First Aid Kit have come a long way since they first made a name for themselves in 2007, posting their take on Fleet Foxes‘ Mountain Peasant Song on YouTube. In the intervening four years they’ve toured with some of folk’s royalty, including Fleet Foxes, and released their critically acclaimed debut album, The Big Black And The Blue. This follow-up could be the album that sees them nudge the likes of Laura Marling and Mumford and Sons out of the way in order to claim a place at the top table.
Sisters Johanna and Klara Söderberg’s first album was sparse and haunting, with minimal accompaniment, leaving the emphasis on their crackling, campfire melodies. This time, under the guidance of Mike Mogis (whose previous charges include Bright Eyes, Rilo Kiley and Jenny Lewis), they’ve added a band, making their sound warmer and more deliberate.
On first inspection, it appears the Söderbergs may have gone soft; the eerie, lonely songs that made up their first record having given way to rousing, upbeat tracks. Yet bittersweet is the name of the game this time around, and beneath the toe-tapping slices of traditional country and folk are heartbreakingly sad lyrics that defy the Söderbergs’ ages (just 21 and 18).
Take Emmylou, one of their best songs to date. With gorgeous country twangs and sighs, it name checks their idols – “I’ll be your Emmylou (Harris) and I’ll be your June (Carter) and you’ll be my Gram (Parsons) and my Johnny (Cash) too….no I’m not asking much of you just sing little darling, sing,” – but for all the romantic sentiment there’s no escaping the sadness that has overshadowed these lives. There’s no reference made to that in the lyrics, but with voices like these there’s also no need to do so.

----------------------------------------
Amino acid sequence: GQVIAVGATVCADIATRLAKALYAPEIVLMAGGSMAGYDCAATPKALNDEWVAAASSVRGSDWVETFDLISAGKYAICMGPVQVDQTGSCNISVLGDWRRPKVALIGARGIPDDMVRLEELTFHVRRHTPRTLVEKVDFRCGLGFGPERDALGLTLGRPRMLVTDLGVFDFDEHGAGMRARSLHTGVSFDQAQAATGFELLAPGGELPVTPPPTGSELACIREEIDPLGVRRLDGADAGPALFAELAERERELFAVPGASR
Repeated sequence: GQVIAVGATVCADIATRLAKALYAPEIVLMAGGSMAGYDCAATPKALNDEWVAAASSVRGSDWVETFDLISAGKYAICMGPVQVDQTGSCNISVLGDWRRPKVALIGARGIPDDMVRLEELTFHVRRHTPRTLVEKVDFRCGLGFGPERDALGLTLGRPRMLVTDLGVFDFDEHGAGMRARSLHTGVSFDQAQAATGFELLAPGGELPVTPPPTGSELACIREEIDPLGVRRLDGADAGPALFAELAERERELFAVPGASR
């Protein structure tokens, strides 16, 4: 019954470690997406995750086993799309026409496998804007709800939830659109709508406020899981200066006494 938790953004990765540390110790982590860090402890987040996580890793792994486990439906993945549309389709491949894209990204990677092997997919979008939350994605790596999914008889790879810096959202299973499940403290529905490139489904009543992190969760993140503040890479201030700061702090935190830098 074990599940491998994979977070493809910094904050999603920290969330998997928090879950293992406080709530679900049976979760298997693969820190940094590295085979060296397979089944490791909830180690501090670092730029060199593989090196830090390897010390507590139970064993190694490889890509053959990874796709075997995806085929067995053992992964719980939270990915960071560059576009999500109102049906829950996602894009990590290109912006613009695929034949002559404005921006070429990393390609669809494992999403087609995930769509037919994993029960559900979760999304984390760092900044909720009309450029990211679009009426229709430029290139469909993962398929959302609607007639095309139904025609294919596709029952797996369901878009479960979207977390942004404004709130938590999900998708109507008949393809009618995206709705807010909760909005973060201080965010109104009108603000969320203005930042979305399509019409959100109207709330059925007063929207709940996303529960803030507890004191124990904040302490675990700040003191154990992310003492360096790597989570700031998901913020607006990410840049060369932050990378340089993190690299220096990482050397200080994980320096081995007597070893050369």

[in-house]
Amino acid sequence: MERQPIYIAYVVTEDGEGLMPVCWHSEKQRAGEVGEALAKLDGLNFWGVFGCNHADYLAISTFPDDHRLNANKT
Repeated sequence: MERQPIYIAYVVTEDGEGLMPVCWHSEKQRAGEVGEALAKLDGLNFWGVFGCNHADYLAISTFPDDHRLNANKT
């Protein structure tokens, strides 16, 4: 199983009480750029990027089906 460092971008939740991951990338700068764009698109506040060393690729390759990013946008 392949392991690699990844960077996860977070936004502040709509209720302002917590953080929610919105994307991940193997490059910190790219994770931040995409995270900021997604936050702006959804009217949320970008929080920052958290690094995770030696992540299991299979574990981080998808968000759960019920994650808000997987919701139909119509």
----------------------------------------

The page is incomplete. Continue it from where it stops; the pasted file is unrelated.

Blue is their most melodic track and would appeal to the nu-folk scene, with gentle drums and xylophone carving an upbeat, sunny sound that makes it easy to again overlook the desperately sad lyrics – “The only man you ever loved and you thought was going to marry you/Died in a car accident when he was only 22/And then you decided love just wasn’t for you.” Their subtle, poetic words never fail to touch the right nerves – an incredible feat for a duo who are not native English speakers.
To A Poet gives an insight into their lyrical inspiration – “It always takes me by surprise how dark it gets this time of year/And how apparent it all becomes that you’re not close, Not even near.” The long, dark Scandinavian winters play as much of a role as the region’s scenery and landscape, which is never more prominent than during Wolf. Rolling guitars and distant chants paint pictures of forests and tumbling streams in a way never quite managed with their debut.
The contrasting emotions come to a head during the last song, King Of The World, which sees us enter the sisters’ chaotic minds, caught up in the hum of the modern world (“At 10 in the morning I was laughing at something at the airport terminal, At nine in the evening I was sitting crying to you over the phone… I keep running around trying to find the ground but my head’s in the stars and my feet are in the sky”). It’s a simple sentiment wrapped in a mariachi hoedown, accompanied by Conor Oberst and The Felice Brothers. It’s also a brilliant way to end a beautiful album that proves that sometimes more is more.